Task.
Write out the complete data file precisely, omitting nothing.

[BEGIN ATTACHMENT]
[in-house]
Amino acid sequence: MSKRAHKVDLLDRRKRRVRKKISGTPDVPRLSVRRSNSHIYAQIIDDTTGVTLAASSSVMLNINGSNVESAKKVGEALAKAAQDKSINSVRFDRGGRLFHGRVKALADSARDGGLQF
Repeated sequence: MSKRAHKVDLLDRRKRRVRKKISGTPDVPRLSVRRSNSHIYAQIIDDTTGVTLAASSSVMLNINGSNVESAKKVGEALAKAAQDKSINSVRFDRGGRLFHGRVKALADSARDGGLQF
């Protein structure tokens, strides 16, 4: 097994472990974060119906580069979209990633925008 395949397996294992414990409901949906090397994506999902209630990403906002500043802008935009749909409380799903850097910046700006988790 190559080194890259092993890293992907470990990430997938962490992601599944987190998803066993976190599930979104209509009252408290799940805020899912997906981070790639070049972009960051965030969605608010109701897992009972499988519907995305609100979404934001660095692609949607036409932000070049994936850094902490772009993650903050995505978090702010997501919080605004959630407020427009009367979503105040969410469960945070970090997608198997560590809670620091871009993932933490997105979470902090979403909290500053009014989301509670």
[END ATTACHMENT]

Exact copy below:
[in-house]
Amino acid sequence: MSKRAHKVDLLDRRKRRVRKKISGTPDVPRLSVRRSNSHIYAQIIDDTTGVTLAASSSVMLNINGSNVESAKKVGEALAKAAQDKSINSVRFDRGGRLFHGRVKALADSARDGGLQF
Repeated sequence: MSKRAHKVDLLDRRKRRVRKKISGTPDVPRLSVRRSNSHIYAQIIDDTTGVTLAASSSVMLNINGSNVESAKKVGEALAKAAQDKSINSVRFDRGGRLFHGRVKALADSARDGGLQF
């Protein structure tokens, strides 16, 4: 097994472990974060119906580069979209990633925008 395949397996294992414990409901949906090397994506999902209630990403906002500043802008935009749909409380799903850097910046700006988790 190559080194890259092993890293992907470990990430997938962490992601599944987190998803066993976190599930979104209509009252408290799940805020899912997906981070790639070049972009960051965030969605608010109701897992009972499988519907995305609100979404934001660095692609949607036409932000070049994936850094902490772009993650903050995505978090702010997501919080605004959630407020427009009367979503105040969410469960945070970090997608198997560590809670620091871009993932933490997105979470902090979403909290500053009014989301509670």